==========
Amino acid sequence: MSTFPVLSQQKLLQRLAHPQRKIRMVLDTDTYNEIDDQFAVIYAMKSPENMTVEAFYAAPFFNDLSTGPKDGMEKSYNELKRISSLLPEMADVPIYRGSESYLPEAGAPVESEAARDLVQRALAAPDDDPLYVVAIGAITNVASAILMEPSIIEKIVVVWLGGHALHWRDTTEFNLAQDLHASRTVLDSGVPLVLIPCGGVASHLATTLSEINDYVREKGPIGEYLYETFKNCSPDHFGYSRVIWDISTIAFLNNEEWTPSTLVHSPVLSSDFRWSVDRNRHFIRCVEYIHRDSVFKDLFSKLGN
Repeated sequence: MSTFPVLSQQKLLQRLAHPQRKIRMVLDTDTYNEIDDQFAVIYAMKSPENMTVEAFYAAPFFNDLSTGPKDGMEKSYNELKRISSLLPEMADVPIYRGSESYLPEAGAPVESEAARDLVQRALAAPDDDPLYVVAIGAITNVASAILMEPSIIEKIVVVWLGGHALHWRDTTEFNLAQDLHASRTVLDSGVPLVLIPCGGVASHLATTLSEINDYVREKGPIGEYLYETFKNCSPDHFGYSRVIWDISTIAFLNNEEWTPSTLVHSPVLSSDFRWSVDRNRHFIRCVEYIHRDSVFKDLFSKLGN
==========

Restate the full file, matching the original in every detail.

Amino acid sequence: MSTFPVLSQQKLLQRLAHPQRKIRMVLDTDTYNEIDDQFAVIYAMKSPENMTVEAFYAAPFFNDLSTGPKDGMEKSYNELKRISSLLPEMADVPIYRGSESYLPEAGAPVESEAARDLVQRALAAPDDDPLYVVAIGAITNVASAILMEPSIIEKIVVVWLGGHALHWRDTTEFNLAQDLHASRTVLDSGVPLVLIPCGGVASHLATTLSEINDYVREKGPIGEYLYETFKNCSPDHFGYSRVIWDISTIAFLNNEEWTPSTLVHSPVLSSDFRWSVDRNRHFIRCVEYIHRDSVFKDLFSKLGN
Repeated sequence: MSTFPVLSQQKLLQRLAHPQRKIRMVLDTDTYNEIDDQFAVIYAMKSPENMTVEAFYAAPFFNDLSTGPKDGMEKSYNELKRISSLLPEMADVPIYRGSESYLPEAGAPVESEAARDLVQRALAAPDDDPLYVVAIGAITNVASAILMEPSIIEKIVVVWLGGHALHWRDTTEFNLAQDLHASRTVLDSGVPLVLIPCGGVASHLATTLSEINDYVREKGPIGEYLYETFKNCSPDHFGYSRVIWDISTIAFLNNEEWTPSTLVHSPVLSSDFRWSVDRNRHFIRCVEYIHRDSVFKDLFSKLGN